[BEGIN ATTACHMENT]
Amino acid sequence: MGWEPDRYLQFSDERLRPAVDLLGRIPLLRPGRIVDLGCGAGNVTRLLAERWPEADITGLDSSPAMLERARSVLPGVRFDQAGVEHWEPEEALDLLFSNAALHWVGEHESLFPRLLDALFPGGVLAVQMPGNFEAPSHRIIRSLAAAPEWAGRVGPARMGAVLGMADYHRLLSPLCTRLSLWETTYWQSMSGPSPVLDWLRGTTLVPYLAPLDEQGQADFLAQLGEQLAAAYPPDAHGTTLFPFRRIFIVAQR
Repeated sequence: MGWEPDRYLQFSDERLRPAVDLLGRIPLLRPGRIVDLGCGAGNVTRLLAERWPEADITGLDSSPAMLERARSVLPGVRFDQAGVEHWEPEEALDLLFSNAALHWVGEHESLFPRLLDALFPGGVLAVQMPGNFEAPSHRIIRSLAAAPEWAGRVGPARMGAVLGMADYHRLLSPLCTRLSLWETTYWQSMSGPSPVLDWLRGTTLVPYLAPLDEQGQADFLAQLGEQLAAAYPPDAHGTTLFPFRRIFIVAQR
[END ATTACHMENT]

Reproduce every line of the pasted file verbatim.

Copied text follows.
Amino acid sequence: MGWEPDRYLQFSDERLRPAVDLLGRIPLLRPGRIVDLGCGAGNVTRLLAERWPEADITGLDSSPAMLERARSVLPGVRFDQAGVEHWEPEEALDLLFSNAALHWVGEHESLFPRLLDALFPGGVLAVQMPGNFEAPSHRIIRSLAAAPEWAGRVGPARMGAVLGMADYHRLLSPLCTRLSLWETTYWQSMSGPSPVLDWLRGTTLVPYLAPLDEQGQADFLAQLGEQLAAAYPPDAHGTTLFPFRRIFIVAQR
Repeated sequence: MGWEPDRYLQFSDERLRPAVDLLGRIPLLRPGRIVDLGCGAGNVTRLLAERWPEADITGLDSSPAMLERARSVLPGVRFDQAGVEHWEPEEALDLLFSNAALHWVGEHESLFPRLLDALFPGGVLAVQMPGNFEAPSHRIIRSLAAAPEWAGRVGPARMGAVLGMADYHRLLSPLCTRLSLWETTYWQSMSGPSPVLDWLRGTTLVPYLAPLDEQGQADFLAQLGEQLAAAYPPDAHGTTLFPFRRIFIVAQR